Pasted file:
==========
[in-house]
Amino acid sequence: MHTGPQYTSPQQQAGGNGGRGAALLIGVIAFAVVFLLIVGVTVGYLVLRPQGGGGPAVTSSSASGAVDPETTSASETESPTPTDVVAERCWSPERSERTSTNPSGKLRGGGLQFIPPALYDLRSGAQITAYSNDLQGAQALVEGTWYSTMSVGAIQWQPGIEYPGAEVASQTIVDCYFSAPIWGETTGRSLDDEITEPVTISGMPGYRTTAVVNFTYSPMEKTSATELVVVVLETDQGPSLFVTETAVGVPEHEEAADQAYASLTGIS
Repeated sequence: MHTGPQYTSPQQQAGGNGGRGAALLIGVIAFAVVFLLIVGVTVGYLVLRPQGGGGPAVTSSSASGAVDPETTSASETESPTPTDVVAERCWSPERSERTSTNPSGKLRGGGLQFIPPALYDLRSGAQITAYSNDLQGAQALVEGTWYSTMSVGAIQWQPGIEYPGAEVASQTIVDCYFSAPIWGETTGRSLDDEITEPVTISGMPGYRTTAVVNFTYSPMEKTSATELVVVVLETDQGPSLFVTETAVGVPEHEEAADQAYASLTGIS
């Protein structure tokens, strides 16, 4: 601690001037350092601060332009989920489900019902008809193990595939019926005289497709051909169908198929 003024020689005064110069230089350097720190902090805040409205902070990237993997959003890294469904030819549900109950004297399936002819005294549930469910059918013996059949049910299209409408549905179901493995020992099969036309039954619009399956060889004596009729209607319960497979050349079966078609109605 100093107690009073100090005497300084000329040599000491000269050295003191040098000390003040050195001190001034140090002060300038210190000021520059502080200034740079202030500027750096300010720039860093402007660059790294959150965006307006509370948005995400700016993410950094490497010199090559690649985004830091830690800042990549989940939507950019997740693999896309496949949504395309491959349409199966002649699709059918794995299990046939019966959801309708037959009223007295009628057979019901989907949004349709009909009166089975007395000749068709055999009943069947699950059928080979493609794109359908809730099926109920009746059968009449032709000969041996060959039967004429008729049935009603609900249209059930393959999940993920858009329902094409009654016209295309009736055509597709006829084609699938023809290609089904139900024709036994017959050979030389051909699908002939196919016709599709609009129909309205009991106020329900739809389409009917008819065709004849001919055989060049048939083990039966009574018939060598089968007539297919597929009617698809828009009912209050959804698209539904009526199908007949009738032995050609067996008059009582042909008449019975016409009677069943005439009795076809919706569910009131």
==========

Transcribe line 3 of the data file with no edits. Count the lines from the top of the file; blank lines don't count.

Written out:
Repeated sequence: MHTGPQYTSPQQQAGGNGGRGAALLIGVIAFAVVFLLIVGVTVGYLVLRPQGGGGPAVTSSSASGAVDPETTSASETESPTPTDVVAERCWSPERSERTSTNPSGKLRGGGLQFIPPALYDLRSGAQITAYSNDLQGAQALVEGTWYSTMSVGAIQWQPGIEYPGAEVASQTIVDCYFSAPIWGETTGRSLDDEITEPVTISGMPGYRTTAVVNFTYSPMEKTSATELVVVVLETDQGPSLFVTETAVGVPEHEEAADQAYASLTGIS